(greater than 1) should receive highest
priority
26.
Benefit – Cost Ratio (BCR)
NPV measures totals, indicates the
amount by which benefits exceed (or do
not exceed) costs.
B/C measures the ratio (or rate) by
which benefits do or do not exceed
costs.
They are clearly similar, but not identical.
With multiple projects, some may do
better under NPV analysis, others under
B/C.
27.
Internal Rate of Return (IRR)
IRR is the rate of return or discount rate
that makes the NPV = 0.
Decision Rule:
Accept the project if the IRR is greater than
the required return
28.
Internal Rate of Return (IRR)
This is the most important alternative to NPV.
It is often used in practice and is intuitively
appealing.
It is based entirely on the estimated cashflows and
is independent of interest rates found elsewhere.
Without a financial calculator, this becomes a trial
and error process.
29.
Internal Rate of Return (IRR)
A critical thing to note is that there
should be at least one change of sign in
order to realise IRR.
there should be a negative net cashflow
among positive net cashflows or a
positive cashflow among negative
cashflows.
The change in sign is crucial.
30.
Internal Rate of Return (IRR)
Using a spreadsheet;
Start with the cashflows.
You first enter your range of cashflows,
beginning with the initial cash outlay
(negative).
31.
Internal Rate of Return (IRR)
Call the IRR function
Choose insert on the menu bar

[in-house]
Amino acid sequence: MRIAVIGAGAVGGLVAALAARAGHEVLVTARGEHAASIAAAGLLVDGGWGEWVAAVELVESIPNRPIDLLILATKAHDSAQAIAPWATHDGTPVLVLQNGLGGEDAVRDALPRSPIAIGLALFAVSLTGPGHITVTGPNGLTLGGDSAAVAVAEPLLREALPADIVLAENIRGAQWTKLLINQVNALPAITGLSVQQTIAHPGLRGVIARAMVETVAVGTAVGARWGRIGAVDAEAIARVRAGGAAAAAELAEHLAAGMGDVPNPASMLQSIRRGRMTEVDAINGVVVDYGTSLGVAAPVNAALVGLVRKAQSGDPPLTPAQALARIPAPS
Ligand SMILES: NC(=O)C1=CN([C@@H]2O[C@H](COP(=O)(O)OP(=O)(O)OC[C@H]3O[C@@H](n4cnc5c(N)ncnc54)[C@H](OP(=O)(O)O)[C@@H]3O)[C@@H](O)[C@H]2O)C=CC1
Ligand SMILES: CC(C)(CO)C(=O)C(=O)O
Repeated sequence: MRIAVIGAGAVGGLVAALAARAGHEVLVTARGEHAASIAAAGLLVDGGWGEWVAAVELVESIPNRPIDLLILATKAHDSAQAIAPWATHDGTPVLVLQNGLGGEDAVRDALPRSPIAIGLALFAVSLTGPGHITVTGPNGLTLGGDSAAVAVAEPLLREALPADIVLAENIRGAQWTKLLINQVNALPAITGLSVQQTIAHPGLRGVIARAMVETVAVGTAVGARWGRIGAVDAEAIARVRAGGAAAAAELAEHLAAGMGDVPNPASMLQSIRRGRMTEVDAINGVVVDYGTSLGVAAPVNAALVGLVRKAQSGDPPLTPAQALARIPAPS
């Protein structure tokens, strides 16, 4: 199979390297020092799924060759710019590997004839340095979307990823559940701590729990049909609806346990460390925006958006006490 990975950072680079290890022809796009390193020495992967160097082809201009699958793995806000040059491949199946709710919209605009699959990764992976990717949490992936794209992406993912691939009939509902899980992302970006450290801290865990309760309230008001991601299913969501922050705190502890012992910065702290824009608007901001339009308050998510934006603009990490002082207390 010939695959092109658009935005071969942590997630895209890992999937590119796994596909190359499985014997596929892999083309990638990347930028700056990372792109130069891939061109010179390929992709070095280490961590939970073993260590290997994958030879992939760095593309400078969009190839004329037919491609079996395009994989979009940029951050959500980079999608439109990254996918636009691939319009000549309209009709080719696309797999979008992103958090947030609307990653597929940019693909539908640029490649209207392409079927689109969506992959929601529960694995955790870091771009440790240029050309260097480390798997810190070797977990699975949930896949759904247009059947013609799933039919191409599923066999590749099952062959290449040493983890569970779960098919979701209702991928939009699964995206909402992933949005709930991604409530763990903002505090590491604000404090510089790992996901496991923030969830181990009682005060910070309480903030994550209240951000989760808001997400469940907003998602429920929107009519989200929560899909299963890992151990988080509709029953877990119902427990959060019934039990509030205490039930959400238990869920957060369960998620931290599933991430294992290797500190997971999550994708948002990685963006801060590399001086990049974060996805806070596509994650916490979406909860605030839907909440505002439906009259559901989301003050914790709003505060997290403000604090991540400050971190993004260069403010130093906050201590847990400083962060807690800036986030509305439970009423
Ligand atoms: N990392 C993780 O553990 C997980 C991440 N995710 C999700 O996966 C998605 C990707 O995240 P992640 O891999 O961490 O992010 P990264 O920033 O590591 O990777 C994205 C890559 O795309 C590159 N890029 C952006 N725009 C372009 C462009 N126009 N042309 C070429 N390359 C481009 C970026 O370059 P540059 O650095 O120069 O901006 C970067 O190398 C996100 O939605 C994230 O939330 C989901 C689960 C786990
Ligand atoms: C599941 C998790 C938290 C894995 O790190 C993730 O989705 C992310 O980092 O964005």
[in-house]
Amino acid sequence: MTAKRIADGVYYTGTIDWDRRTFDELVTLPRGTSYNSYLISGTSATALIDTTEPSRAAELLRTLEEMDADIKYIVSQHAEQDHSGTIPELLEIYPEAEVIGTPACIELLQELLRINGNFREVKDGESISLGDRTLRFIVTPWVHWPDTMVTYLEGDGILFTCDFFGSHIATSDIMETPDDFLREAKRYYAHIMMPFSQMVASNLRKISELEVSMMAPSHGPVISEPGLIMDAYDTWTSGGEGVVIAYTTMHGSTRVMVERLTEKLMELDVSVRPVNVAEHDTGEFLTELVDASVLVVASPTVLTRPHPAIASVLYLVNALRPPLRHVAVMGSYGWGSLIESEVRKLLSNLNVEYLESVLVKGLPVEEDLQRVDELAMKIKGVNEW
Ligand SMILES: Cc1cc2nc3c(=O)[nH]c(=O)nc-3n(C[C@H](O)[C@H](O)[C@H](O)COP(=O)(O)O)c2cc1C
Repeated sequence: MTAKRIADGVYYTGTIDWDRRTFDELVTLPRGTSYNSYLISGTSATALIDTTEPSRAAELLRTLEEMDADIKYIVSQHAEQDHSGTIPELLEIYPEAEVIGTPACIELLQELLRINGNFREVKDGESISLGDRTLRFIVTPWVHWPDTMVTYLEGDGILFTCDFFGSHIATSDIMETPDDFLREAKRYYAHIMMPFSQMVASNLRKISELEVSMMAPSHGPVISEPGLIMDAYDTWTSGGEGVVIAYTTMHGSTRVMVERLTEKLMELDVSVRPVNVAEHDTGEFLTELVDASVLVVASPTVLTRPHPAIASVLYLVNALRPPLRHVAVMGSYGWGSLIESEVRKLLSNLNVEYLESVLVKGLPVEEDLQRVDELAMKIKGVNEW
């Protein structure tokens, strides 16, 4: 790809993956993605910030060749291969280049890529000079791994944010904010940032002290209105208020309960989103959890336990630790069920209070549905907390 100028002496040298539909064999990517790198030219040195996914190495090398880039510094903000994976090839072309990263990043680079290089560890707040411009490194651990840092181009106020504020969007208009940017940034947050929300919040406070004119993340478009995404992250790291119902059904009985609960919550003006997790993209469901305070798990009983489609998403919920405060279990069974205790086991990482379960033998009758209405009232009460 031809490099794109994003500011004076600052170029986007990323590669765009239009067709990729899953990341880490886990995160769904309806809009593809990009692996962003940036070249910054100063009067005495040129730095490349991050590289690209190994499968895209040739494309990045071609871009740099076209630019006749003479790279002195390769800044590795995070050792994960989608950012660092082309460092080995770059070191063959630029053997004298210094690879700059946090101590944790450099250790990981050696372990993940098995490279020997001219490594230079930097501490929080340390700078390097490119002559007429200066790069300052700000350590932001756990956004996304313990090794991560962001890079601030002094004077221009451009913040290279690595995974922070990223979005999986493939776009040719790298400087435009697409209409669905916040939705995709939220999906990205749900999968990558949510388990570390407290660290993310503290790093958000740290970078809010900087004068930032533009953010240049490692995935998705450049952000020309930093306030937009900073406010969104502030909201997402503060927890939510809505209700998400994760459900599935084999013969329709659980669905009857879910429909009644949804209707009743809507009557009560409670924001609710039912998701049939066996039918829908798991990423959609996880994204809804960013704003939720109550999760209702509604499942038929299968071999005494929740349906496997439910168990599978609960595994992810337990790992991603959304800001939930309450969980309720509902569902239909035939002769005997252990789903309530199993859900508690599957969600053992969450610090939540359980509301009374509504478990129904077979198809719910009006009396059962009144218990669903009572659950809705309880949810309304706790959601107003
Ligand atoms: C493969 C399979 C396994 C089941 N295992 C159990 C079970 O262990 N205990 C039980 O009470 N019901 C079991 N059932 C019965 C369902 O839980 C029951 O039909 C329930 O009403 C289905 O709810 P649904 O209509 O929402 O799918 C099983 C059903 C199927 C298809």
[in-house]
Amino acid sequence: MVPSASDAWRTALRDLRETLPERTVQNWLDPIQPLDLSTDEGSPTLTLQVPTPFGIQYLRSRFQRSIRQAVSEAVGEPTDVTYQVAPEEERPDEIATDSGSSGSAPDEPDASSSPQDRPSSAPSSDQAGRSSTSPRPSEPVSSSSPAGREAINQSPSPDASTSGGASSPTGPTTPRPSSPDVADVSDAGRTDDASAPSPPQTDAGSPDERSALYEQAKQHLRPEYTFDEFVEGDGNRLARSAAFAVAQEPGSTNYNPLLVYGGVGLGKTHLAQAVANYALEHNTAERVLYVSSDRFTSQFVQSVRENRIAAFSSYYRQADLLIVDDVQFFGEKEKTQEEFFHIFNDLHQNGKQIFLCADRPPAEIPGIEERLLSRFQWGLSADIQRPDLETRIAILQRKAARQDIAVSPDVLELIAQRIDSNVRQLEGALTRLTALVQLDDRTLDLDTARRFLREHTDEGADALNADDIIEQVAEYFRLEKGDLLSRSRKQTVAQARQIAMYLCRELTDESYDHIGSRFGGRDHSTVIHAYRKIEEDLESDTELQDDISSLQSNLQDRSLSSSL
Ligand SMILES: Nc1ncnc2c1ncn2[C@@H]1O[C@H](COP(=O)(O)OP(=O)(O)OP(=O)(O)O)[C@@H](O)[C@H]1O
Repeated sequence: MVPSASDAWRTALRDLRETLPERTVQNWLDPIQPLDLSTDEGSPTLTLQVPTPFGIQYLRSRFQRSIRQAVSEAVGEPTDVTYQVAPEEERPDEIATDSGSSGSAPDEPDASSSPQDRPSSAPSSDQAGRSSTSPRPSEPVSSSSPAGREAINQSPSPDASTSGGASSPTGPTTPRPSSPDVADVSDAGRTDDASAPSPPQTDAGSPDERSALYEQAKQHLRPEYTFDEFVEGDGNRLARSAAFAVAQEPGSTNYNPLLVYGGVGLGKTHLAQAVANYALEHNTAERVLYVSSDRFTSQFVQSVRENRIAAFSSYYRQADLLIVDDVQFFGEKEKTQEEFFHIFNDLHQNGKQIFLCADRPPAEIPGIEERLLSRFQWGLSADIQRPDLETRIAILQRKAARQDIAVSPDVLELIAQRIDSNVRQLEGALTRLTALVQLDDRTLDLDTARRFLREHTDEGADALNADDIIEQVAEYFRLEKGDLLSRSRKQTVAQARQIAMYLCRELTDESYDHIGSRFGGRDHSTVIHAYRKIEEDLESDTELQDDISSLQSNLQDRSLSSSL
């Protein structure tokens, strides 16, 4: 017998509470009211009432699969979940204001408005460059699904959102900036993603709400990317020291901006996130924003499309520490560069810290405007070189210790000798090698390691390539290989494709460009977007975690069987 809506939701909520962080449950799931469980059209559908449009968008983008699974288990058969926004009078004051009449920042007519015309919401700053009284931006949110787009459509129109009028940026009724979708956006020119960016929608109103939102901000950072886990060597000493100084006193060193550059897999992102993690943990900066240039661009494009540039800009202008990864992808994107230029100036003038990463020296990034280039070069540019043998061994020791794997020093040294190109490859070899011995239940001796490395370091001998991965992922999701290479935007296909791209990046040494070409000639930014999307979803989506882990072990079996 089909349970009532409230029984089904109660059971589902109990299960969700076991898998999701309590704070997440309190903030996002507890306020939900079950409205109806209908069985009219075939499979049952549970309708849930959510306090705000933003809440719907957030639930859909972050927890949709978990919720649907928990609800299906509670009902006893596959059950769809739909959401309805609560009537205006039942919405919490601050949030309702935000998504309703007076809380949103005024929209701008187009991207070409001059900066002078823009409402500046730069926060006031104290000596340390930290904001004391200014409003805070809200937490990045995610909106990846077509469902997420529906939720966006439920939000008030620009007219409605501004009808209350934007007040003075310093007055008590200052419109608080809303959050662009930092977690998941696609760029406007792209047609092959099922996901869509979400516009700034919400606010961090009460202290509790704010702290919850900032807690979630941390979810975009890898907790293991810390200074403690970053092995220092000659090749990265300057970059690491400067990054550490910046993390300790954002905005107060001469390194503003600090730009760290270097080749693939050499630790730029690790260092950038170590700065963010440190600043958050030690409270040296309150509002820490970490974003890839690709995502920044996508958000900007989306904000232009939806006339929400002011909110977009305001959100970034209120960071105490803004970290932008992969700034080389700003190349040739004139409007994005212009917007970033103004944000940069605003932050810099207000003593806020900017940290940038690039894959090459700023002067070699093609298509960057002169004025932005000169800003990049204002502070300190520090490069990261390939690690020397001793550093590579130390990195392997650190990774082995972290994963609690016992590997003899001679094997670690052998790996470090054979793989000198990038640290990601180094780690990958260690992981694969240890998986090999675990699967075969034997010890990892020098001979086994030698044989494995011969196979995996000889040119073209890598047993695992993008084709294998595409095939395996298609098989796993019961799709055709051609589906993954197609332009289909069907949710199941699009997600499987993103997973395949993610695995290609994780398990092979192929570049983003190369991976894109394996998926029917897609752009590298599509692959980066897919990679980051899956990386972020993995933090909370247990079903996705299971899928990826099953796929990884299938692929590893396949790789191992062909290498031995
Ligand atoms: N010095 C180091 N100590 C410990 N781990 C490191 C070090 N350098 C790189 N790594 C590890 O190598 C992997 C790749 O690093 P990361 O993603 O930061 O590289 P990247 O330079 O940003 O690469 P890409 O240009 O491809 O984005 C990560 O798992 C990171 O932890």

Select function
Choose IRR from among the list
Select the range of cashflows
Enter a guess rate, but it is not necessary; Excel
will start at 10% as a default
The default format is a whole percent – you will
normally want to increase the decimal places to at
least two to get the most accurate output.
32.
Internal Rate of Return (IRR)
NPV and IRR will generally give us the
same decision.
There are however some exceptions.
Non-conventional cashflows
cashflow
signs change more than once
Mutually exclusive projects
Initial
investments are substantially different
Timing of cashflows is substantially different
33.
Internal Rate of Return (IRR)
When the cashflows change sign more than
once, there is more than one IRR.
When we solve for IRR it would be noticed that
we are solving for the root of an equation and
when we cross the x-axis more than once, there
will be more than one return that solves the